With Puget Sound wild steelhead listed under the Endangered Species Act and as a result of the federally approved hatchery genetic management plan for the Chambers program, WDFW can only release up to 521,600 winter smolts annually into the Nooksack, Stilly, Sky/Wallace and Snoqualmie.

Meaning the agency and the fishery are now in a very tight spot coming out of this winter.

“We’re working with our comanagers and NOAA to figure out solutions moving forward,” Eleazer said.

ALSO OF NOTE

Yesterday’s WDFW e-reg opening the North Fork Stillaguamish from French Creek up to the Swede Heaven Bridge conflicted with the fishing pamphlet. The printed regs state that those waters closed as of Jan. 31 for steelhead, though game fish remain open through Feb. 15.

Eleazer believes that is an error and was looking into sending out an updated notice that would reopen that water through the 15th for retention of fin-clipped steelhead.

Watch this space for that change.

(Editor’s note Feb. 6, 2020, 3:30 p.m.: WDFW has tweaked its e-reg to clarify the daily limit, two hatchery steelhead, and dates of the above fishery, Feb. 5-15. Also, the online PDF of the fishing pamphlet has been updated on page 1 with corrected regulations for the North Fork Stillaguamish between French Creek and Swede Heaven Bridge, i.e., hatchery steelhead retention is open in that stretch through Feb. 15, not Jan. 31 as originally printed.

Idaho To Close Steelhead Season In Early Dec. Due To Lawsuit Threat

Editor’s update 11:45 a.m., Nov. 14, 2018: Due to the threat of a lawsuit, Idaho’s Fish and Game Commission this morning has voted to suspend the state’s fall steelhead season after Dec. 7 and won’t open the spring season, which begins Jan. 1, 2019, until a fisheries plan is OKed by NMFS, per a report from Eric Barker at The Lewiston Tribune. He says the commission feared IDFG “would be on the hook for legal fees should the season continue and the groups follow through with their intent to sue.” Below is our earlier story on the issue.

Another state, another low-hanging-fruit lawsuit in the works by wild steelhead zealots against fishery agencies.

In 2014 it was WDFW and its Chambers Creek early winter program in Puget Sound; in 2018 it’s IDFG and its A- and B-runs.

ANGLERS WHO LIKE TO FISH FOR IDAHO STEELHEAD LIKE KELLY COLLITON WON’T BE HAPPY WITH TODAY’S NEWS THAT THE THREAT OF A LAWSUIT MORE THAN LOW RUNS ARE FORCING THE STATE TO CLOSE FISHING FOR THE STOCKS. (YO-ZURI PHOTO CONTEST)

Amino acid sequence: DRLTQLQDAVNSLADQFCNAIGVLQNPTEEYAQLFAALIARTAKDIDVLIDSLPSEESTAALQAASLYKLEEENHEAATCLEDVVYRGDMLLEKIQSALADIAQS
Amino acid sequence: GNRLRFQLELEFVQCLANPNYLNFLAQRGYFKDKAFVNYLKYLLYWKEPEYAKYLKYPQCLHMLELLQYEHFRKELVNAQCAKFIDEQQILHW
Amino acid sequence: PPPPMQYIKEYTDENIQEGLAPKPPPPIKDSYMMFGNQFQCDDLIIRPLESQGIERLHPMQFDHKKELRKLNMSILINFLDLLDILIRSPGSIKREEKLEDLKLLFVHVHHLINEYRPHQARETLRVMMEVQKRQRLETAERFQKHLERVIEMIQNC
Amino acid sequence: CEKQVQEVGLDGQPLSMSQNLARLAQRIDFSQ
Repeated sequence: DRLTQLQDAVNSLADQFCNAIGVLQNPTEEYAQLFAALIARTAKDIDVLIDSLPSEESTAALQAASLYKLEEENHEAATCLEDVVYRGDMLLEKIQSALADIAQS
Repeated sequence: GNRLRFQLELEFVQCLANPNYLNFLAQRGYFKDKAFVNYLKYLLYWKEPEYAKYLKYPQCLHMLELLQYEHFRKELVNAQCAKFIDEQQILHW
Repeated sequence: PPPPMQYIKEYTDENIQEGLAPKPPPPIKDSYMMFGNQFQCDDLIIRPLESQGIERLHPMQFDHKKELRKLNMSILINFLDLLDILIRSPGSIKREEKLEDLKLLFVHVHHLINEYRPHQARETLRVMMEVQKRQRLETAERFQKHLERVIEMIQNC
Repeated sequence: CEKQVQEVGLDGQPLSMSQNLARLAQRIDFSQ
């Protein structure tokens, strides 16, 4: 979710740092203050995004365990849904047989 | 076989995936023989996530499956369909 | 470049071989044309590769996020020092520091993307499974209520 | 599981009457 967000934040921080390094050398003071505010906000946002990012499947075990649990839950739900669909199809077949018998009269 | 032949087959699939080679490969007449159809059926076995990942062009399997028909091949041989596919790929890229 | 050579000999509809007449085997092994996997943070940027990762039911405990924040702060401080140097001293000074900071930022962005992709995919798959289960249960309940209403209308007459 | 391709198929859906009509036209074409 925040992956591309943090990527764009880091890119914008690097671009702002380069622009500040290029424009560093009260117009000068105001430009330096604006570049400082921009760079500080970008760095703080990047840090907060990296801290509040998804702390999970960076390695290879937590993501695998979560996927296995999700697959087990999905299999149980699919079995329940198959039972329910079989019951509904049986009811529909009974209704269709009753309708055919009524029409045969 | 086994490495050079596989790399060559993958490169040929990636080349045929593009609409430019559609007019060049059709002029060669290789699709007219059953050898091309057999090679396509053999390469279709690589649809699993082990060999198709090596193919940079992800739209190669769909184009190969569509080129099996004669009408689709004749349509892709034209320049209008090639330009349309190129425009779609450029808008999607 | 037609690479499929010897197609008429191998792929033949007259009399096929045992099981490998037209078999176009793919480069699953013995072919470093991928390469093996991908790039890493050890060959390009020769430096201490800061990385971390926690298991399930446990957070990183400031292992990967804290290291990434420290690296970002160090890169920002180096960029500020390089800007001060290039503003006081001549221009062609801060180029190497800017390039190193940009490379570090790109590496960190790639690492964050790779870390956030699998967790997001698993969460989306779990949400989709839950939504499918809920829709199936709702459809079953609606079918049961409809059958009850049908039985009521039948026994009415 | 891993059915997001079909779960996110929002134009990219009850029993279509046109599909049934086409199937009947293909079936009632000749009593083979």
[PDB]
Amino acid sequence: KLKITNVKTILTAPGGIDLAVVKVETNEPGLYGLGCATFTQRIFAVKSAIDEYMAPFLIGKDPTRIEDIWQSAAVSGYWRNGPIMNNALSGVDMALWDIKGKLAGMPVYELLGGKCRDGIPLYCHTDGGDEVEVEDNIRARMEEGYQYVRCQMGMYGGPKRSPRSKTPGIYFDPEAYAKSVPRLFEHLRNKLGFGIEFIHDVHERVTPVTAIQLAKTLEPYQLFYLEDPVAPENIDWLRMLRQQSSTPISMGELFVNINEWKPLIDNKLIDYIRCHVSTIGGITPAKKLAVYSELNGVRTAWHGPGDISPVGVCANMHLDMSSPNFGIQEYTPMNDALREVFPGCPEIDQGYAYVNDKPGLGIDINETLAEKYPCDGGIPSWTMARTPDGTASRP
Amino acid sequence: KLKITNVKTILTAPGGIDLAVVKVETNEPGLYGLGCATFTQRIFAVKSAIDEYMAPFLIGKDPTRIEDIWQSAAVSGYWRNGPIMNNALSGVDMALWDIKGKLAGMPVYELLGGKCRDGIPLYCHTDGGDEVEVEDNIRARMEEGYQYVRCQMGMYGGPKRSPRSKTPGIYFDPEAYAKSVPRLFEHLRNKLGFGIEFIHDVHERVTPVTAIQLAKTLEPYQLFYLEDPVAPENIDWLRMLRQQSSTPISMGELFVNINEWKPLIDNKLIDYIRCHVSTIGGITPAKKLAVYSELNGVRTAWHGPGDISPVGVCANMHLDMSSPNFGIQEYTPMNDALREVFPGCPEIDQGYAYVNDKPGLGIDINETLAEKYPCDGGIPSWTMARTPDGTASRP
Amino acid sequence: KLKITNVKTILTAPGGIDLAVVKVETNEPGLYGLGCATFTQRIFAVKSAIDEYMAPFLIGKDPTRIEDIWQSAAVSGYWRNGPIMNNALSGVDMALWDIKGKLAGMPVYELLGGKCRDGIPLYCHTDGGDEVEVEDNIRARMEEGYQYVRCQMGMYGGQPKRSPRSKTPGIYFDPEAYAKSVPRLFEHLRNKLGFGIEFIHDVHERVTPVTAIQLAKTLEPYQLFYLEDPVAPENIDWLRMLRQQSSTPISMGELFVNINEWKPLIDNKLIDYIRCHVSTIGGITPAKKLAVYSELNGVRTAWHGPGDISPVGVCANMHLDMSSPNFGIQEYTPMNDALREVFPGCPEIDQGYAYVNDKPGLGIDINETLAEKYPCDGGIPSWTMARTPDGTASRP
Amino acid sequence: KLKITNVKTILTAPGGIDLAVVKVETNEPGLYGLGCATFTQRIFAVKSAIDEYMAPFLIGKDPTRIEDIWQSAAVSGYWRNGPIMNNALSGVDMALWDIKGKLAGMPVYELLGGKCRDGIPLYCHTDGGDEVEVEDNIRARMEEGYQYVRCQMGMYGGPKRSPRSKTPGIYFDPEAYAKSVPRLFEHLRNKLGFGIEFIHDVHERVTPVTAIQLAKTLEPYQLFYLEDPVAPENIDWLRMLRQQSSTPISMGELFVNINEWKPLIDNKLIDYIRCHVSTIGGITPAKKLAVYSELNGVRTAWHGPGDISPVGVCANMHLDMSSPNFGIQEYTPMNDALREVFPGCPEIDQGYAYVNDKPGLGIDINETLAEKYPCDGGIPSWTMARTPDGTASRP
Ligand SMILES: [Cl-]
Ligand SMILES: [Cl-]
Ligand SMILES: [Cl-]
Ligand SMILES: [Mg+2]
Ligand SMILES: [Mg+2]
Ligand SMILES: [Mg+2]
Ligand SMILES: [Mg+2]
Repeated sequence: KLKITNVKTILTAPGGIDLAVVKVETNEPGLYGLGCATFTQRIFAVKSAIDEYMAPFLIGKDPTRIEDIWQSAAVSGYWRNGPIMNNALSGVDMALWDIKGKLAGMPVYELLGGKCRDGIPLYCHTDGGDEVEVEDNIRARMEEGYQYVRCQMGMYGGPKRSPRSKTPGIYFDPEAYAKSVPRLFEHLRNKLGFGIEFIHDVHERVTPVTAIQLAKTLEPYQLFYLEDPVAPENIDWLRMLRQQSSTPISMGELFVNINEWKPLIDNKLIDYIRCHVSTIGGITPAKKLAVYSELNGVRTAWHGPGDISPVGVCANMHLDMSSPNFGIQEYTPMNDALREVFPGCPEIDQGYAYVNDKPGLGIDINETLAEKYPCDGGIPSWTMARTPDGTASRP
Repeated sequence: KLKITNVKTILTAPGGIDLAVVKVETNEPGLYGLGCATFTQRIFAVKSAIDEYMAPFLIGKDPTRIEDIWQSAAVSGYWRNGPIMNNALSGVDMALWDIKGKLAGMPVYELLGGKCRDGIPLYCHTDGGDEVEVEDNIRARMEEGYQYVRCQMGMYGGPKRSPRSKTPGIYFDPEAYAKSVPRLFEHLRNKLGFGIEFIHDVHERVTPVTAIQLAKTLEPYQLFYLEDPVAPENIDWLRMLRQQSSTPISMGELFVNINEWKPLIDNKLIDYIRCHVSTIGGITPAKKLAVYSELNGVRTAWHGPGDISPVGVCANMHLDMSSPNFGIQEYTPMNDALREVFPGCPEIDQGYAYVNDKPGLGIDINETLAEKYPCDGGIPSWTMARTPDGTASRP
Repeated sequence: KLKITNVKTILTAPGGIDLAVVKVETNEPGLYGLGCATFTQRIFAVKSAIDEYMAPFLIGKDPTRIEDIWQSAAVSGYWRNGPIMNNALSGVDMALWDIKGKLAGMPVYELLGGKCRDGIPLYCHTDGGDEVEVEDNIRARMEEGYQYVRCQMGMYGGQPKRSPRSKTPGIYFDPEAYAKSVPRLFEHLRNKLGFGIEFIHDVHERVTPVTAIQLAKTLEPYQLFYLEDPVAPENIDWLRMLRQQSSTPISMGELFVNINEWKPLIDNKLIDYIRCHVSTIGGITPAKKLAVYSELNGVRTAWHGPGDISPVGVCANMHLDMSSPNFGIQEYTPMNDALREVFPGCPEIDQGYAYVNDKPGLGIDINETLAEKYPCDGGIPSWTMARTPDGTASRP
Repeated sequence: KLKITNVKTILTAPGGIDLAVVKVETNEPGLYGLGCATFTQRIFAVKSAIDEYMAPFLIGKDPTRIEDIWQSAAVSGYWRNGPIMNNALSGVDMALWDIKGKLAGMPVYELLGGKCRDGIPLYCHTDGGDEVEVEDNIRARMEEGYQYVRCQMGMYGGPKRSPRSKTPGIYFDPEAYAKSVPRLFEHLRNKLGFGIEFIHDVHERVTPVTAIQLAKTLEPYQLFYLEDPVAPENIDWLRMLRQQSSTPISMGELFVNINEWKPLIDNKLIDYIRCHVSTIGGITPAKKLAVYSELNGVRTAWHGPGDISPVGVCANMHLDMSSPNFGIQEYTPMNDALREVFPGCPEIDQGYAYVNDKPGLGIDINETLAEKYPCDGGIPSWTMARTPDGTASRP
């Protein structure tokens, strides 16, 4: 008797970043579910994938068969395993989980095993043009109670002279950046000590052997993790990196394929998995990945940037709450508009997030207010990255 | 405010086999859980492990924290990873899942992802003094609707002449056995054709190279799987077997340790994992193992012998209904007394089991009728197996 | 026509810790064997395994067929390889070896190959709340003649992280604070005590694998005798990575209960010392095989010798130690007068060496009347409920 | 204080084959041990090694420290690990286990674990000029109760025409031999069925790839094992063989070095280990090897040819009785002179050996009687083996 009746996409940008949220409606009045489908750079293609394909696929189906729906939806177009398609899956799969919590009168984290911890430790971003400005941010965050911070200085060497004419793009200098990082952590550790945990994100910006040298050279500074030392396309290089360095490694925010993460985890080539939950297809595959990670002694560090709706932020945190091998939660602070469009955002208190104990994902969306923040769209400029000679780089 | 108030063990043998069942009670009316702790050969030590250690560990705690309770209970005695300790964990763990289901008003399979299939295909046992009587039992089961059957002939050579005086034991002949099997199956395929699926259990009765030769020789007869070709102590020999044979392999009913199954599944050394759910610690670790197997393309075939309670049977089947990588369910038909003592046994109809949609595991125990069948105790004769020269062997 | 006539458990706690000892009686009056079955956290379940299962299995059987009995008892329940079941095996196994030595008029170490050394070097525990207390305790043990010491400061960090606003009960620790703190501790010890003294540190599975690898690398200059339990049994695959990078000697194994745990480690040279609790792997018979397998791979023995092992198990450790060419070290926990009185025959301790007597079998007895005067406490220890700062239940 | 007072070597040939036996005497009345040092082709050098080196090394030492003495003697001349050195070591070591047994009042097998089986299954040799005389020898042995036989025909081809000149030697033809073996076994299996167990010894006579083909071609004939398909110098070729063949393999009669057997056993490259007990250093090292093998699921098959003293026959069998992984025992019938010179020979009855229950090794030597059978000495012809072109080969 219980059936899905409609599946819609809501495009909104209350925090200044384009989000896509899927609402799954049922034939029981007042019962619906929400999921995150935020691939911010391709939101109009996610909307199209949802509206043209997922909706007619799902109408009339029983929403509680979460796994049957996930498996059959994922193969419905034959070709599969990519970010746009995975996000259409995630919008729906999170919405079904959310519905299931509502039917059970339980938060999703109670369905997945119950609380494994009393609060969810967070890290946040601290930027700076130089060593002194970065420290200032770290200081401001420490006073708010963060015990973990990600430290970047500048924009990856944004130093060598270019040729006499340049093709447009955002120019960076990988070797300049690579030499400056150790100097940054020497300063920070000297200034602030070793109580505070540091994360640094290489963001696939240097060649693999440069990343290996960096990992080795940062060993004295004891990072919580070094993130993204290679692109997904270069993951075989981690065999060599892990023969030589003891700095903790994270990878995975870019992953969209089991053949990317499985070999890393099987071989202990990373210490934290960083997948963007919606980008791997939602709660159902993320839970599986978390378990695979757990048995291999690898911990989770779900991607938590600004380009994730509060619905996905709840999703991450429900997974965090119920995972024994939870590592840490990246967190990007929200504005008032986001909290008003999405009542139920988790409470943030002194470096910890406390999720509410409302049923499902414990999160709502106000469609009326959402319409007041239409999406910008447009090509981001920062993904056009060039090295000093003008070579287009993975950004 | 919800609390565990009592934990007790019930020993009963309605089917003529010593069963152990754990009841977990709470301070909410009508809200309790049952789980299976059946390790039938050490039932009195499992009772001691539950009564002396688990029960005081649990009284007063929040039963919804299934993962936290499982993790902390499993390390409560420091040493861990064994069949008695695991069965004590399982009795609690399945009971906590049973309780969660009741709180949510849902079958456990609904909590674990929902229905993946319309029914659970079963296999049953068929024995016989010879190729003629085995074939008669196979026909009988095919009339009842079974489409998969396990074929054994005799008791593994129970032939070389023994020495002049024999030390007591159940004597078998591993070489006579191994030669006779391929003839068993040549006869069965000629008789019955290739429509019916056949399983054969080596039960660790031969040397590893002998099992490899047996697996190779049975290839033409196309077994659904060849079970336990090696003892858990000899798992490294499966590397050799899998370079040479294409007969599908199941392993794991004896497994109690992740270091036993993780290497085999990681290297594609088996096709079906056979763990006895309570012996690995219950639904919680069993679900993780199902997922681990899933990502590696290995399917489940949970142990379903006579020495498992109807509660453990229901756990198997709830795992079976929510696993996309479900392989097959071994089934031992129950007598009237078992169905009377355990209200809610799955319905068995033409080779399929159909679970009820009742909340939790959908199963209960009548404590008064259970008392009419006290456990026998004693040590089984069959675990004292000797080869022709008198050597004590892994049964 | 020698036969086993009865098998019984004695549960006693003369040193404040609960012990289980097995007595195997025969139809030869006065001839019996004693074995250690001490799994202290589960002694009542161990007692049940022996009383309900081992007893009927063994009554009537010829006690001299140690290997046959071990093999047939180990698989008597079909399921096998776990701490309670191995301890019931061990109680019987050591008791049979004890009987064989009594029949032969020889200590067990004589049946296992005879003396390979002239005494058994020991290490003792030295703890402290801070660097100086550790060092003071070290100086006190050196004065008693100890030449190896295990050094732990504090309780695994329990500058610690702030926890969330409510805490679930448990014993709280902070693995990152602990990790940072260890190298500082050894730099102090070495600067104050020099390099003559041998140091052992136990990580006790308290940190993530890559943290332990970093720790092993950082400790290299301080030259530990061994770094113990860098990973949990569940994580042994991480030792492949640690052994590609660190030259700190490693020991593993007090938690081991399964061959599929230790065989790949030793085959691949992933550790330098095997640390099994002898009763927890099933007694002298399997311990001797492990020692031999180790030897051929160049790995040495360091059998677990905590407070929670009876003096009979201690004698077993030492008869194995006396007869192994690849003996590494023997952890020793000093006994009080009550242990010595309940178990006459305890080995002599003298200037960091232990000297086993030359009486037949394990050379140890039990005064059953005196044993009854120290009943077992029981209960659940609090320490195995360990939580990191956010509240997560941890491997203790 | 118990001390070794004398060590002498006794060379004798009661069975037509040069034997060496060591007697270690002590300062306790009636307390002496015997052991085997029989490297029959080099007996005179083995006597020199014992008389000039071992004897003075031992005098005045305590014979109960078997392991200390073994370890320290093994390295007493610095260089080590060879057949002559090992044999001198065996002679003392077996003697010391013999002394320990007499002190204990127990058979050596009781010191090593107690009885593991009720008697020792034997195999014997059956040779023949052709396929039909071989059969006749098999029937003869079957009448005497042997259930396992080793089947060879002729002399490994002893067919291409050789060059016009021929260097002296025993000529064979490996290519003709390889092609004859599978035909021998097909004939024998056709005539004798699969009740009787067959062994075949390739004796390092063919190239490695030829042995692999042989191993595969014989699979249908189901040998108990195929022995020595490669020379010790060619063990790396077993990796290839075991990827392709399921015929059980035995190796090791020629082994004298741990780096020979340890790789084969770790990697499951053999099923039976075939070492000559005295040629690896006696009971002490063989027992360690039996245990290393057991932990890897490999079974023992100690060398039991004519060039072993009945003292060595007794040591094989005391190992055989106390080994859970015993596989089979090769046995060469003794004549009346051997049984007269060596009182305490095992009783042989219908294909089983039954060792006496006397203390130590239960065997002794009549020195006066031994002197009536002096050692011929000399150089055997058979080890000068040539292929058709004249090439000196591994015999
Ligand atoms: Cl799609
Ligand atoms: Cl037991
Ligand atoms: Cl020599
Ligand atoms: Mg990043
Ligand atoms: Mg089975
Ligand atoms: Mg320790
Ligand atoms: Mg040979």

The two agencies’ lack of federally approved management plans for hatchery operations and to hold fisheries more so than low runs leave them vulnerable to suits.

Washington’s was eventually settled out of court and a new plan is in place after several disrupted fishing seasons, but now Idaho is under threat.

In October, the Wild Fish Conservancy and Conservation Angler, along with Rivers United, Friends of the Clearwater and Snake River Water Keeper notified IDFG that they were going to take it to court in December if they didn’t close steelhead season by early in the month.

This year has seen a low run to the Snake River Basin and all three states dropped the limit to one already, but this lawsuit is very similar to the one WFC and others pursued against WDFW several years ago when it didn’t have a NMFS-OKed hatchery genetic management plan for the Skykomish and other winter rivers.

HGMPs provide the states with Endangered Species Act coverage, and at the time draft plans for multiple rivers and stocks were piling up on the federal fishery overseers’ collective desk following a raft of listings throughout the region.

In IDFG’s case, its expired all the way back in 2009, per Lewiston Morning Tribune outdoor reporter Eric Barker.

“The state submitted a new monitoring and evaluation plan the same year but officials at Fisheries Division of the National Oceanic and Atmospheric Administration let it sit idle while working on other pressing issues,” he writes in a story out overnight.

Also at risk are Idaho’s spring, summer and fall Chinook fisheries.

What to do about it is on the agenda of Idaho’s Fish and Game Commission meeting today.